There are different but similar symptoms between Ulcerative Colitis and Crohn’s Disease, both are a kind of inflammatory bowel disease. They both include inflammation in your digestive system. It’s important to know which symptoms frequent which disease as Crohn’s can be more complex to treat. The difference lies mainly in the location of the distress in the gastrointestinal tract and how each of these reacts to the treatment. (Kerr, 2020)
Ulcerative Colitis is a disease that causes ulcers and inflammation in your digestive tract, affecting the innermost lining of the large intestine and rectum. There’s no cure but the symptoms can be treated, which can lead to long-term remission. (Mayo Clinic, 2021)
Symptoms of ulcerative colitis vary in severity. They include:
- Abdominal pain
- Diarrhea, often with blood
- Rectal pain
- Rectal Bleeding
- Weight loss
- Loss of appetite
- Urgency of bowel movement
Possible complications of Ulcerative Colitis are severe bleeding, severe hydration, holes in the colon, inflammation of the joints, skin and eyes, increased risk of colon cancer, a rapidly swelling colon and increased risk of blood clots in veins and arteries. Inflammation spreads to the deepest levels of the bowel and can be painful and sometimes be life-threatening, if not treated. (Mayo Clinic, 2020)
Symptoms of Crohn’s Disease include:
- Frequent Diarrhea
- Abdominal Pain
- Blood in the stool
- Occasional constipation
- Weight loss
- Joint pain
In severe cases of Crohn’s Disease, the symptoms can include inflammation of the liver or bile ducts, inflammation of eyes, joints, and skin, anemia (iron deficiency), kidney stones, delayed growth or sexual development in children (Mayo Clinic, 2020)
Possible complications of Crohn’s Disease include bowel obstruction, fistulas, anal fissure, ulcers, malnutrition, colon cancer and increased risk of blood clots in the veins and arteries. (Mayo Clinic, 2020)
Differences between Ulcerative Colitis and Crohn’s Disease
While the symptoms are similar, the key differences between the two inflammatory bowel diseases are:
Location: While ulcerative colitis occurs only in the large intestine, Crohn’s Disease can occur anywhere in the gastrointestinal tract, from the mouth to the anus. (Mayo Clinic, 2020)
Inflammation: There are no healthy spots between the inflammation for people with ulcerative colitis. However, there are healthy areas in between inflamed spots for people suffering from Crohn’s Disease. (Ratini, 2020)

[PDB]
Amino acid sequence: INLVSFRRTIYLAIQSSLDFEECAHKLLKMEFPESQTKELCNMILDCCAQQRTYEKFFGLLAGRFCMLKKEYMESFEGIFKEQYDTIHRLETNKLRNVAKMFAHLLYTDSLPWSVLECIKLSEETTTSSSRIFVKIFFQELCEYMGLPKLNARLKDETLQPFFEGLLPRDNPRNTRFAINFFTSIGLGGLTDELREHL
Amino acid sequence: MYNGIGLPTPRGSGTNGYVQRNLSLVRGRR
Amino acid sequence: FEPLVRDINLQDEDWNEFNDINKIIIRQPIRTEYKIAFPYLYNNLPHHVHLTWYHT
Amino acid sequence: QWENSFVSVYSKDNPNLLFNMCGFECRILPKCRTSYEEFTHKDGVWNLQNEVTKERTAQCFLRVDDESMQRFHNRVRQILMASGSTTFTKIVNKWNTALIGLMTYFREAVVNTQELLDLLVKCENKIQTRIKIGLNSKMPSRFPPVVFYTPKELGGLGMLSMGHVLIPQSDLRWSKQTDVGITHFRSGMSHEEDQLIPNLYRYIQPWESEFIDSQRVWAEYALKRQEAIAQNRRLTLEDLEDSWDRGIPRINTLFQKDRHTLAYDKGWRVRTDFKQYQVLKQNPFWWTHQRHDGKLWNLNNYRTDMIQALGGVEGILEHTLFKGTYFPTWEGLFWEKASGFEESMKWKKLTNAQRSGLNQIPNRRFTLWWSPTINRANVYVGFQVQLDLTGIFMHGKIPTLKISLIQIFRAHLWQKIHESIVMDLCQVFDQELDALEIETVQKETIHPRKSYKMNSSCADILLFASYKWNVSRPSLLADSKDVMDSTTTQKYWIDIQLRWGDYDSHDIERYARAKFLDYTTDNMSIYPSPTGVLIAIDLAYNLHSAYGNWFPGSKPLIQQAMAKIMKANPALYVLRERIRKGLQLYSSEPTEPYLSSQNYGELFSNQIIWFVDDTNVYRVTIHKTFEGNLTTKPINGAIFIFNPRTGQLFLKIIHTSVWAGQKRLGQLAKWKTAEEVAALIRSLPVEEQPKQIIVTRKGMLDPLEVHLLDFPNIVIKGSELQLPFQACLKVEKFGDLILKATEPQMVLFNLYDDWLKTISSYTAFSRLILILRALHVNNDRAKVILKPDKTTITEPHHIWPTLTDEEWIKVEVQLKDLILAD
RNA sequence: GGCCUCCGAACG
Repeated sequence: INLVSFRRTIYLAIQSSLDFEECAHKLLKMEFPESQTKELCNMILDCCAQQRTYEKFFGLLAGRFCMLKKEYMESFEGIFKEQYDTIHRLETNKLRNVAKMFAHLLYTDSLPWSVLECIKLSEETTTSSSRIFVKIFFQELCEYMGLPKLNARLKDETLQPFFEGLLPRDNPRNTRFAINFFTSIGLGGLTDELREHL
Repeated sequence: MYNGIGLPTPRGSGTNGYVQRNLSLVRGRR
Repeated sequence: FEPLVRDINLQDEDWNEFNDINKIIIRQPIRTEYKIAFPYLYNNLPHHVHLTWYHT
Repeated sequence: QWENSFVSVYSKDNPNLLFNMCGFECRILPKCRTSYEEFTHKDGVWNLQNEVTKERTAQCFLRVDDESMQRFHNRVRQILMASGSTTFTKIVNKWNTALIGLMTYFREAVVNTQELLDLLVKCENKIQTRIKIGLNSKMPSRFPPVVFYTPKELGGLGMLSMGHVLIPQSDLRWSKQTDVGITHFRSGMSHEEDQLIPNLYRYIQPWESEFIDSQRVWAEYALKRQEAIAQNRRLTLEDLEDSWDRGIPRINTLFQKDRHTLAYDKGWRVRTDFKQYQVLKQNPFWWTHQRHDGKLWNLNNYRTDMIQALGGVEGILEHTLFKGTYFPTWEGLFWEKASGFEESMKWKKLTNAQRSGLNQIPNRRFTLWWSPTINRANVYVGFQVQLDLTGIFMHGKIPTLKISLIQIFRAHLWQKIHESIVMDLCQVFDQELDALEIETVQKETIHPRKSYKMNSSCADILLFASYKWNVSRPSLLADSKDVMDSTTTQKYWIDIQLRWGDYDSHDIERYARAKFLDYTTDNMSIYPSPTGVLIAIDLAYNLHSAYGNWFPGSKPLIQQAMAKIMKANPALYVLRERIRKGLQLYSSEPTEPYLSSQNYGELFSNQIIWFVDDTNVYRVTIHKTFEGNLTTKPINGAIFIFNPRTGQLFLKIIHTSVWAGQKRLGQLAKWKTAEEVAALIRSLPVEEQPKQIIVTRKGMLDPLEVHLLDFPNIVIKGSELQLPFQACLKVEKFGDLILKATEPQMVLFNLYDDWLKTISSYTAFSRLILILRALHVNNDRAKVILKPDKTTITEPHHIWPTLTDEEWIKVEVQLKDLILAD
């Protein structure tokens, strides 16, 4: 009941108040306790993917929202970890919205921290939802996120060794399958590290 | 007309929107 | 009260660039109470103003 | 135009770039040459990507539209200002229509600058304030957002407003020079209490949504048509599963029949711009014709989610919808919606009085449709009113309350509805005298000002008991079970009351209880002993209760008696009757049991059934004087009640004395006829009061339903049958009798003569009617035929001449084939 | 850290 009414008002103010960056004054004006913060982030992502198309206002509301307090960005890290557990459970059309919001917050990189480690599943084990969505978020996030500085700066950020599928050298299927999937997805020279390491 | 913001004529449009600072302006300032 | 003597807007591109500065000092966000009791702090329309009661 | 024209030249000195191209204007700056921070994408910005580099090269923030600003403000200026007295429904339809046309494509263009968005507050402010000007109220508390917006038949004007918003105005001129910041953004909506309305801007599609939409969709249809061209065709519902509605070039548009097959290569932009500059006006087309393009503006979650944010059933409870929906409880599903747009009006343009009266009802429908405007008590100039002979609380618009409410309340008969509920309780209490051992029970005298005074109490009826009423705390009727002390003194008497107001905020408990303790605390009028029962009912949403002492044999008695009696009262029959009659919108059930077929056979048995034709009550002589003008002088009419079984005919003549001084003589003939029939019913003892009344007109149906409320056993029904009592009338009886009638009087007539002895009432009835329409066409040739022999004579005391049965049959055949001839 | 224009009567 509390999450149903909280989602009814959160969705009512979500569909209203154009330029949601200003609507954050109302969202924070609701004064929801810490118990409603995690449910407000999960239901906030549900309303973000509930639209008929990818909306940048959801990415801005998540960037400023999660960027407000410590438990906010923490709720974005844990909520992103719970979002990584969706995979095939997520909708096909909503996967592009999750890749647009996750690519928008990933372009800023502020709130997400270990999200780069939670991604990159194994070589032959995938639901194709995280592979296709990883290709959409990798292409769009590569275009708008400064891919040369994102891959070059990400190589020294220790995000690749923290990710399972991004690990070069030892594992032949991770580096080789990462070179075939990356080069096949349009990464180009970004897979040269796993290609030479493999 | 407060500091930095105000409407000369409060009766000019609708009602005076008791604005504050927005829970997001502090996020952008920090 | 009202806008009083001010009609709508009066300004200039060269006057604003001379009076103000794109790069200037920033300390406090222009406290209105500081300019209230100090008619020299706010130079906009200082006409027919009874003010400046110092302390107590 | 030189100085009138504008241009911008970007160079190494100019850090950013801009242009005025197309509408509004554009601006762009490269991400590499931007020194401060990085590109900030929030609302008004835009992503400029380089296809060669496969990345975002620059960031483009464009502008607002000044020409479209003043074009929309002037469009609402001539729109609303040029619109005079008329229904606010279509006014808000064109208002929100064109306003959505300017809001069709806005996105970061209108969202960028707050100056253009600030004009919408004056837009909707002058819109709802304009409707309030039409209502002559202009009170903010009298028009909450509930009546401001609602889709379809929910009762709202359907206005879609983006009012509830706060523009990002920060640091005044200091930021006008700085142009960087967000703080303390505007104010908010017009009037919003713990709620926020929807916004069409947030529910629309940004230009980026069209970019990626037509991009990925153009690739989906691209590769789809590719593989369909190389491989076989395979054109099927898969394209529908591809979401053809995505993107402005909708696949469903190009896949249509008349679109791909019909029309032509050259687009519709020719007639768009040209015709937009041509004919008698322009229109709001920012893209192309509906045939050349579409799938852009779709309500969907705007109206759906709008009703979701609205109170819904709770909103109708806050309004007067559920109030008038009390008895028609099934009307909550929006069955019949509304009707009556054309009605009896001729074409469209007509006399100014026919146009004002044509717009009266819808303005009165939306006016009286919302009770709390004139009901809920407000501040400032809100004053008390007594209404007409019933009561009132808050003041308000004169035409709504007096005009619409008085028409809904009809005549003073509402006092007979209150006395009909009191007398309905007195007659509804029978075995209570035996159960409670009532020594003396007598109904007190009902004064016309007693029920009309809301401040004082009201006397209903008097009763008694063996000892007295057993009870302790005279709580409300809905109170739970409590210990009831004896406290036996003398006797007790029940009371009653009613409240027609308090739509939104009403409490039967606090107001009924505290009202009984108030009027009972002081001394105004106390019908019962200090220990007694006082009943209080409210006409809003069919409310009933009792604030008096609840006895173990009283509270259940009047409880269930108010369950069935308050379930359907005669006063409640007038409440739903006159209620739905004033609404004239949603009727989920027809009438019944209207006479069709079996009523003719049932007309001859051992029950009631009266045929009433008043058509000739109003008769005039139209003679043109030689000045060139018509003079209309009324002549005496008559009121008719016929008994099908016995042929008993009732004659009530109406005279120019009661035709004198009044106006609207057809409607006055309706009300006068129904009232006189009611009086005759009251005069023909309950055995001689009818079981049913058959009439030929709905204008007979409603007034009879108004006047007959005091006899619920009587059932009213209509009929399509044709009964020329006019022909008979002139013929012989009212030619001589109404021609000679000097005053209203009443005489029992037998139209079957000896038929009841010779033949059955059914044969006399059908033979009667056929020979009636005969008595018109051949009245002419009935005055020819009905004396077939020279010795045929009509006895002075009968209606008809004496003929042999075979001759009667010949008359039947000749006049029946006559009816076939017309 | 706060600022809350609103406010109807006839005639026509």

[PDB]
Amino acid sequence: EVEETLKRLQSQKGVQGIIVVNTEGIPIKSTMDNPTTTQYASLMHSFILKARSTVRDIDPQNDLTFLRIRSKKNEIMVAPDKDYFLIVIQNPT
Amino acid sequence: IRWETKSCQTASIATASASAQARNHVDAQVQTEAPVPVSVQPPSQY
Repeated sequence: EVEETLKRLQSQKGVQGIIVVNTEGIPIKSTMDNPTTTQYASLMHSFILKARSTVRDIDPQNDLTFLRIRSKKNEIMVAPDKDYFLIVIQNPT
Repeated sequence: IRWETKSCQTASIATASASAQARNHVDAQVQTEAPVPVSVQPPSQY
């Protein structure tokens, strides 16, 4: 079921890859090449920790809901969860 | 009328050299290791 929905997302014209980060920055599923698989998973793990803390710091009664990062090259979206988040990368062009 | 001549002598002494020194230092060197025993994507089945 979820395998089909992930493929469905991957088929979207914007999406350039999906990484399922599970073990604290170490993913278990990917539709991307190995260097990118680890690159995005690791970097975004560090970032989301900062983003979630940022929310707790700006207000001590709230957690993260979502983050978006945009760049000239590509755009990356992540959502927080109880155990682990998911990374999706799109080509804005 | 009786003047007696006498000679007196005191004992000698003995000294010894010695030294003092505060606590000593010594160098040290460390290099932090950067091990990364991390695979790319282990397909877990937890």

Layers Affected: Doctors see more issues among people with Crohn’s Disease since it can affect any part of the gastrointestinal tract. These are usually not spotted in people with Ulcerative Colitis. Some of these symptoms include anal tears, fissures, narrowing or infections, mouth sores along the sides or bottom of the tongue or between the gums and lower lip. (Ratini, 2020)
Diagnosis of Ulcerative Colitis and Crohn’s Disease
The right diagnosis is important as both diseases have similar symptoms. Different ways for doctors to diagnose it correctly include:
- X-rays or Contrast X-rays that show which parts of the intestine have been affected
- CT scans and MRIs to ensure its inflammatory bowel disease and rule out other diseases with similar symptoms
- Endoscopy, a procedure in which a tiny camera is inserted into your digestive system to get a clear look
- Scientists are also trying to improve several blood tests to make it better at diagnosing Ulcerative Colitis and Crohn’s Disease (Ratini, 2020)
Treatment of Ulcerative Colitis and Crohn’s Disease
Common treatment for both includes medicines that get the inflammation under control and lifestyle changes. These include quitting smoking, changing your diet, regular exercise and avoiding certain pain medication like ibuprofen and more. It is also recommended to reduce stress and relax.
Ulcerative Colitis can go into remission with mild treatment for the symptoms. However, complete remission is uncommon for Crohn’s Disease. Surgery is a possibility in the case of blockage in the digestive tract or a hole or tears in the intestine. (Ratini, 2020)
In the case of both these diseases, it is essential to get frequent check-ups which may mean regular colonoscopies or endoscopies. It’s best to keep a check on your symptoms at all times, and even if the symptoms do start to ease up, continue to stay in contact with your doctor to keep bloodwork and tests up to date.
“Ulcerative Colitis.” Mayo Clinic, Mayo Foundation for Medical Education and Research, 23 Feb. 2021, www.mayoclinic.org/diseases-conditions/ulcerative-colitis/symptoms-causes/syc-20353326#:~:text=Ulcerative%20colitis%20(UL%2Dsur%2D,over%20time%2C%20rather%20than%20suddenly.
“Crohn’s Disease.” Mayo Clinic, Mayo Foundation for Medical Education and Research, 13 Oct. 2020, www.mayoclinic.org/diseases-conditions/crohns-disease/symptoms-causes/syc-20353304#:~:text=Crohn’s%20disease%20and%20ulcerative%20colitis%20are%20both%20forms%20of%20inflammatory,colitis%20affects%20only%20the%20colon.
Ratini, Melinda. “Crohn’s and Colitis: What’s the Difference?” WebMD, WebMD, www.webmd.com/ibd-crohns-disease/crohns-disease/crohns-colitis-difference.